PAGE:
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Bravetown.

The unspoken grief of a small, patriotic rural town that refuses to talk about its combat dead is a heavy burden to slap on a formulaic city-kid-turns-rural-dance-team-into-champs dramedy.

But that's what the high-minded Bravetown attempts. An R-rated drama about drugs and remorse and death and kids questioning a town that's "good for nothing but turning out future soldiers," it's somewhat undercut by the whole Step Up/Footloose/Glee dance showcase that got it financed.

Lucas Till is Josh, a rising, drug-abusing DJ whose one drug-bust-too-many gets him shipped of by his onetime addict mom (Maria Bello) to live with the father he never knew.

Dad is played by Tom Everett Scott, with barely a line and not one decent scene to play. That's because Dad is a combat vet, and in Paragon, guys don't talk about the war they fought in and families don't talk about the sons, brothers and friends they've lost.

Josh Duhamel is well-cast as the psychotherapist the troubled-teen Josh is forced to visit. He's content to watch soccer matches and eat pizza during their sessions, until the kid starts to reach out, and the therapist is obliged to try and help. Not that the kid is having it.

"You learn that at shrink community college?"

The one thing the hip mixmaster might do to ft in is hip up the disastrous dance team, whose routines are as dated as their Avril Lavigne-laced dance track.

Mary (Kherington Payne, very good) is their control-freak captain. Even she recognizes the city boy with his mad mixes would be just the ticket to turn around their fortunes.

Mary takes Josh to a tree adorned with the medals of the town's fallen, a romantic concept (lit by kerosene lanterns) straight out of Nicholas Sparks. She suffered a loss, too. Her medicated, manic mother (Laura Dern, always sterling) is the only townsperson to talk about the dead. And she's in depressed denial herself.

Till, one of the new X-Men, isn't bad, although his character seems cut and pasted from assorted dance, music and troubled teen pictures. And there's good support surrounding him. But whatever its intent, Bravetown stumbles through a steady supply of contrivances designed to make the budget work and the storylines overlap. Relationships are abrupt, absurd legal expediencies push Josh into his dad's town's problems, Duhamel's shrink is a vet with a secret, all the dance team's contests are somehow staged on their home gym and the shattered town will be made whole at the foot of that tree of medals.

The result is an of-tone R-rated melodrama more suited to the unsophisticated PG-13 sentiments of a-kids-gotta-dance picture, or a romance novel, Nicholas Sparks without a beach.

In The D Train, Jack Black plays a guy who never forgot his first high school "man crush."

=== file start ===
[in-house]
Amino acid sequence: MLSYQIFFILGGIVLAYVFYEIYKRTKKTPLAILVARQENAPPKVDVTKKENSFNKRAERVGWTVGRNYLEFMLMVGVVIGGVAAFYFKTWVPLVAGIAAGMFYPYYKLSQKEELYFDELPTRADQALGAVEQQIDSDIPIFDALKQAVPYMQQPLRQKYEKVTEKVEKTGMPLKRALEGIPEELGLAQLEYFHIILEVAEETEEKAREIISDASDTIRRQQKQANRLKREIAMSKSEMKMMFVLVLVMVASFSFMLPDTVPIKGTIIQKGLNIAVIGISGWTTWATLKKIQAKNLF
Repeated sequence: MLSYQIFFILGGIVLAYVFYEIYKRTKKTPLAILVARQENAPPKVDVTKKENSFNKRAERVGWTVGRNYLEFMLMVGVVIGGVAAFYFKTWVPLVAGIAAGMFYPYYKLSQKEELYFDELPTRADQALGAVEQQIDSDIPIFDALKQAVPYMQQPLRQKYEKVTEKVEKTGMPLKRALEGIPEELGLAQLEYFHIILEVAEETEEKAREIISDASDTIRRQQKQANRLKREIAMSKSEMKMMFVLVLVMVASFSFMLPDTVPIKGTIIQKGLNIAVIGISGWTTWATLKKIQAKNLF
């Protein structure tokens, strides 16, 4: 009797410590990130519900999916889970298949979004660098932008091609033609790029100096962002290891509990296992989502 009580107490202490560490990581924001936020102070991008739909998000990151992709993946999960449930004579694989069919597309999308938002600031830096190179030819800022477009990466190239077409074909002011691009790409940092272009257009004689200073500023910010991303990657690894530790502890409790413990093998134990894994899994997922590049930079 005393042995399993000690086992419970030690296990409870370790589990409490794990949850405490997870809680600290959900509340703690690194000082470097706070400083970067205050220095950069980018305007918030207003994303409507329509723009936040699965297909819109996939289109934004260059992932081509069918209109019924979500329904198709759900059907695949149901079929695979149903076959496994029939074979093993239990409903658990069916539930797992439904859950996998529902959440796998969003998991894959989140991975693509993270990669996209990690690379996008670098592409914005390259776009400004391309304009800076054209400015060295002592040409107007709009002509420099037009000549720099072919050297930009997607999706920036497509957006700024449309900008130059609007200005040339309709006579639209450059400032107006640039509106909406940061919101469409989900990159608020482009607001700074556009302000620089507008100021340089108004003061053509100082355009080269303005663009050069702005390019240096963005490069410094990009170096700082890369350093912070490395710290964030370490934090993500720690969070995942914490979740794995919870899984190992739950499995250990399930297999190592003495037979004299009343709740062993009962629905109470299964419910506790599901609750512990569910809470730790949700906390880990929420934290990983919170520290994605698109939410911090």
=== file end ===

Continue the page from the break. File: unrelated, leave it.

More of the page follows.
Dan Landsman was the awkward lump nobody remembers. And the object of his crush? The swaggering jock, the popular and talented hunk, king of the prom.

In high school back in the '90s, Dan was "D-Money, D-Dogg," but only in his mind. Even now, helping over-organize his suburban Pittsburgh high school's 20th reunion, the balding, aging once "cool" kids don't invite him for an afermeeting beer. His wife (Kathryn Hahn) pouts for him. That reunion is looking like a bust.

A late-night Banana Boat commercial gives him an epiphany, a vision of Oliver Lawless, the bronzed, semi-bearded god of their high school. Oliver is in LA, a Banana Boat "success" and a "celebrity." If Dan can get Oliver to commit, maybe more classmates will "like" their Facebook page.

The script sends The D-Train to LA in search of the elusive Oliver. Dan lies to his boss (Jefrey Tambor) to get their failing consulting company to cover the plane ticket. But Oliver (James Marsden, spot-on) somehow has nothing better to do than hang with Dan, dragging him to bars, serving him cocaine. And falling into bed with him.

AWK-ward. But then again, the whole movie is built around Dan's klutzy discomfort, another Jack Black "clueless about how uncool he is" character comedy.

Dan struggles to cover up his indiscretion, tries to get Oliver to cancel and failing that, adds lies upon lies to try and keep his house of cards from collapsing. Meanwhile, his teen son (Russell Posner) languishes, his pleas for advice about girls and sex and life falling on Dan's deaf and Oliver-obsessed ears.

Co-writer/directors Andrew Mogel and Jarrad Paul cover Chuck & Buck territory, no surprise given that Chuck writer/star Mike White is a producer and supporting player here. D-Train lacks the creepy edge of Chuck, and without that, it's just a slow-footed farce built around improbable lies and an even more improbable "moment of weakness."

Marsden never takes Lawless "out there" enough to make him funny. His small-fish-in-the-Hollywood-pond stuff feels more accurate than hilarious.

And Black, aging out of his irrepressible nerd-cool persona, earns our sympathy but few laughs as this clod experiencing a dark prom/reunion night of the soul.

He and the filmmakers never find a tone that works in this R-rated treatment of a PG-13 idea. Every F-bomb, every sex gag or sexual comment, feels like an overreach and Dan just another Black character hoping the cool kids shine a little light his way.

By Roger Moore
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Title Annotation:MOVIES
Author:Moore, Roger
Publication:Investigate HIS
Article Type:Movie review
Date:Jun 1, 2015
Words:879
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